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"Kühen" and "Tieren" are only used in dative case.
The verb to be (in this case the plural form "sind") is used for various purposes, but if you are trying to express an equality between two things (something is something - cows are animals) then both subject and object need to be in the same, nominative case.
Kühe (nominative form) sind Tiere (nominative form).
Hope this helps!
Here you can see an interesting observation: "Tier" is pronounced "Ti-er" [tiːɐ̯], while "Tiere" is analyzed as "Tie-re" [ˈtiːʀə].
The slow pronunciation hasn't been working for me, like nothing happens when i click it. Anyone else experience this?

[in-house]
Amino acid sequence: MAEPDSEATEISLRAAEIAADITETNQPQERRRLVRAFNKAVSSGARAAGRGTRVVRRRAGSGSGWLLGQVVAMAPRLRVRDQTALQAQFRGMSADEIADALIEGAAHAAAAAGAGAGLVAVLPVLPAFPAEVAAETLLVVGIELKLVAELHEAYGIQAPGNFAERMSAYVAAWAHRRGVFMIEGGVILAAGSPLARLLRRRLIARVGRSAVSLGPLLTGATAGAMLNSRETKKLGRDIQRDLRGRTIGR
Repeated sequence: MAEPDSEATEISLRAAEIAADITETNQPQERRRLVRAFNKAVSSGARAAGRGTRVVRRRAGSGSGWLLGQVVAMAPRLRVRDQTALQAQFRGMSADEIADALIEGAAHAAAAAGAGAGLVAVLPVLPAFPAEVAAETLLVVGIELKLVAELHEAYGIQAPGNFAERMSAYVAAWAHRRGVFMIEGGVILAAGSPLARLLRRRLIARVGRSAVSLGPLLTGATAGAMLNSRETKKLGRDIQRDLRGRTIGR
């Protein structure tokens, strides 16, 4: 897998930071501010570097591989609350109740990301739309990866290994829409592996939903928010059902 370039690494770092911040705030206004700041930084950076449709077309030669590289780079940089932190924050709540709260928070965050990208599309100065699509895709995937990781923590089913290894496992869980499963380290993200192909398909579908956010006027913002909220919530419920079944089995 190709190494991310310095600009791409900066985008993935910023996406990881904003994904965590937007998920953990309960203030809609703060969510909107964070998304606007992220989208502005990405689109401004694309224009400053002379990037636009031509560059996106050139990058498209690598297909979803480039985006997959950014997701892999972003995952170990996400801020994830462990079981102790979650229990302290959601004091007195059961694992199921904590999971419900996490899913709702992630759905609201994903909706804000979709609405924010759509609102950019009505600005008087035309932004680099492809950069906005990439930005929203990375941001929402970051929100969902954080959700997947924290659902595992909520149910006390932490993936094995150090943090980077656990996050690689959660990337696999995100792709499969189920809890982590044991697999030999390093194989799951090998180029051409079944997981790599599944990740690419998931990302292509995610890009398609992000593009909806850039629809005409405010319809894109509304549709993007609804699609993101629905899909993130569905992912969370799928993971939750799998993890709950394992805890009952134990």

When she says the sentence fast, the /z/ from 'sind' merges into 'kühe' because of coarticulation. That's my theory anyway :)
How the plural of "Tier" is "Tiere"? Doesn't this contradict with the Tips and Notes of the lesson, which says that: There is no change for neuter or masculine nouns that have any of these singular endings: -chen, -lein, -el, or -er? Now isn't the word "Tier neuter and ends with -er?
But it doesn't. The |e| is just an orthographic convention, not part of an ending. It's really just Tīr, and |ie| is how they generally write that long I sound. It's not like Zimmer.
Aha okay thanks. Do you think it's easy to recognize that case in other words or will I have trouble distinguishing the difference?